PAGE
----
A few years ago I had a strange fascination with sleeping outside. I wanted to find a way to make my camping experience better. I didn’t like how everything seemed like a compromise to make gear light weight and utilitarian. I wanted to adapt my body to the wild outdoors so that I was actually living and not camping. That meant being at home and at ease in all different circumstances: rain, snow, summer and everything in between. “Camping” implies compromise, temporary, portable, just getting by. I wanted to consider my expeditions as “living” outdoors rather than camping. It just made sense because nature has all the elements for sleep. The relaxing effects of grounding and Shumann’s Frequency, the exercise and the sun and fresh air and away from everyday duties. But what is essentially different as far as sleeping and why do people idealize their ‘own bed’ as the most comfortable place to sleep? I started looking at what are the places that camping gear is causing discomfort or compromise in what would be a more sensuous experience.
Synthetics gear was a roadblock. I had become sick with Multiple Chemical Sensitivities and could no longer use my toxic-covered-in-chemicals modern camping gear. I had to figure out a new way. The following two years I figured out how to sew and invented a wool sleeping bag and organic canvas tent. I slept most nights outdoors because I was trying to understand the dynamics of how to live in the cold. I know…it sounds crazy. But I was fascinated with how this new sleeping arrangement was affecting me. I would go on wilderness excursions taking my rag tag natural gear prototypes (I had barely learned to sew) and spend a few days doing what came to be known as Forest Bathing. Forest Bathing is when we go there for rejuvenation and sensory experience rather than with the focus being on accomplishmen
How I discovered the healing power of natural fibers combined with living outdoors.
The first and biggest elephant in the closet is the fact that the clothing, tents and sleeping bags are synthetic. This has come about in the past 30 years due to the rising tide of the synthetic fiber industry. Slowly old traditional fabrics such as cotton and wool have been replaced with nylon and polyester variations. When we zip ourselves up inside a synthetic sleeping bag (even down fill uses synthetic fiber) and inside a synthetic tent, (and usually wearing synthetic clothing), we have effectively wrapped ourselves in three layers of plastic. And yet, you will find few alternatives for lightweight backpacking and camping in the outdoor stores.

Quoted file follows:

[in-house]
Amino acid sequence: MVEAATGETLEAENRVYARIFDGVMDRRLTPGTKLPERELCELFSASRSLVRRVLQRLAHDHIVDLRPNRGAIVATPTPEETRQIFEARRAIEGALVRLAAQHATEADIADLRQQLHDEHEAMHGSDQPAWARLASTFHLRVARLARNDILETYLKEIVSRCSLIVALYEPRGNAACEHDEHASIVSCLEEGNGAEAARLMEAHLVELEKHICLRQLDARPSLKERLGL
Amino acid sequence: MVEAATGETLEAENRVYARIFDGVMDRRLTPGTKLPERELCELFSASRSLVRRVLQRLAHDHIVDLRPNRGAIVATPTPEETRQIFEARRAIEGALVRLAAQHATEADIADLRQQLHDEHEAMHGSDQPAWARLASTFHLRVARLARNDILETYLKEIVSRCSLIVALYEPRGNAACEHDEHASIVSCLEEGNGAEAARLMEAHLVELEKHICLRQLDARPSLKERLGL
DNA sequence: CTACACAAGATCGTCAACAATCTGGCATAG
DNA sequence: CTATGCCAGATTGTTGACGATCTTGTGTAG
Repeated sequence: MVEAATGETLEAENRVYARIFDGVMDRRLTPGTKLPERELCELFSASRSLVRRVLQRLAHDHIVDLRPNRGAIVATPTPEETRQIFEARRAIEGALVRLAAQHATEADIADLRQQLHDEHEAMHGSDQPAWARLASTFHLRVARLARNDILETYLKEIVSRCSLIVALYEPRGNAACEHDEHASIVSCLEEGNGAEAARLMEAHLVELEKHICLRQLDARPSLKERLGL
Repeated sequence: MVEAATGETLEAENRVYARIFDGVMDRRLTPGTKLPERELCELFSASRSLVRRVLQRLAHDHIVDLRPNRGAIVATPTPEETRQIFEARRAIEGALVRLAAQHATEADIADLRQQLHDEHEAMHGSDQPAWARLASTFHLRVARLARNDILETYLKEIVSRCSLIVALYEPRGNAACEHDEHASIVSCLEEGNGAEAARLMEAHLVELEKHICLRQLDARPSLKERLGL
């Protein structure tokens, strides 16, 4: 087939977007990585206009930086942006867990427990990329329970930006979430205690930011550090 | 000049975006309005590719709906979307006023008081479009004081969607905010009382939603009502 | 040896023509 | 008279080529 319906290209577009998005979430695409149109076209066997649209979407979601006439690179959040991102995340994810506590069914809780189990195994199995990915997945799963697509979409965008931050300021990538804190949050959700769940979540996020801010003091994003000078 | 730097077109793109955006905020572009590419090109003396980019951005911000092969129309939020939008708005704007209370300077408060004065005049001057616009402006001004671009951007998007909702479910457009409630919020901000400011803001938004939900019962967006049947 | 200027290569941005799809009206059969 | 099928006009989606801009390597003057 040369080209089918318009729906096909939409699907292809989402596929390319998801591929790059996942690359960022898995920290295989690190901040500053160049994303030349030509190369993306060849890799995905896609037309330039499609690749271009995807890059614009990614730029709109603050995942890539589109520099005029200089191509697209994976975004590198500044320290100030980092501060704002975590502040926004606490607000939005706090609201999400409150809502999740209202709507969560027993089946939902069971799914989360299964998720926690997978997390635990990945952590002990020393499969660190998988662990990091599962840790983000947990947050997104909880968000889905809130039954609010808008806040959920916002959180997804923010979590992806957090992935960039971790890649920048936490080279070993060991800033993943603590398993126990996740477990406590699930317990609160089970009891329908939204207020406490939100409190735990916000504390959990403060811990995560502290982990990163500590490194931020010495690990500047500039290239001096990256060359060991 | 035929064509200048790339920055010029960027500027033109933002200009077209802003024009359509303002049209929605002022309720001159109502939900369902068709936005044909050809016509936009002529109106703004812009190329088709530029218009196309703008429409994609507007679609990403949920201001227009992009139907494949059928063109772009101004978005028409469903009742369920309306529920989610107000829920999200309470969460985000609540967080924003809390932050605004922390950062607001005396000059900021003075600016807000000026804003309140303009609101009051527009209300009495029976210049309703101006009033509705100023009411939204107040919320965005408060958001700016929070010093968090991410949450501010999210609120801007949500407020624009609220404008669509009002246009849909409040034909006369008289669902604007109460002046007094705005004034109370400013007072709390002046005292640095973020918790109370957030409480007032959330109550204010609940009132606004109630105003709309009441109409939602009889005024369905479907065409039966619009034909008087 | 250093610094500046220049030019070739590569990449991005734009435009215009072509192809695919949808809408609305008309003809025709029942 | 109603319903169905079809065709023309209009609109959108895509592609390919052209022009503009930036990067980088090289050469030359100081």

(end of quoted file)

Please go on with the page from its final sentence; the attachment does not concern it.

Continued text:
Toxic chemicals with potential health and environmental impacts are widely used in the manufacture of outdoor clothing and gear, according to a Greenpeace study.
Chemicals such as perfluorooctane sulfonate (PFOS) and perfluorooctanoic acid (PFOA) are used to make moisture-wicking and water-repellent equipment, including jackets, pants, sleeping bags, boots, and tents. The compounds help keep campers and hikers dry and dirt-free, but they are hazardous to the environment and human health, Greenpeace says. The chemicals are also widely used in common household items such as nonstick cooking pans and fire-retardant foam.
The relaxing effect of the Shumann’s Resonance which is the Earth’s Magnetic Frequency or sometimes called the Earth’s Heartbeat is built into the DNA of all living beings on the planet. The same 7.83 Hz. which is the Shumann’s Resonance is the same as Alpha Brain Waves as well as the frequency of Infra Red Radiation. All life uses this frequency as a fixed reference point to set the circadian clock. Modern living (surrounded by non-native Electromagnetic Fields and lighting) interrupts our connection to this and this throws our circadian rhythms off. When we can’t ground to the earth through the Shumann’s Frequency the first thing that goes is sleep. What people haven’t realized is, synthetic fabrics throw this off.
In addition to the toxic chemicals, there is another way synthetic fabrics create a state of inflammation in the body. Because they contain metals (built into the petroleum molecule) they disrupt the subtle electrical current running along our skin called Peizo Electricity. This essentially ungrounds us and causes us to loose electrons (which is the same as cellular energy).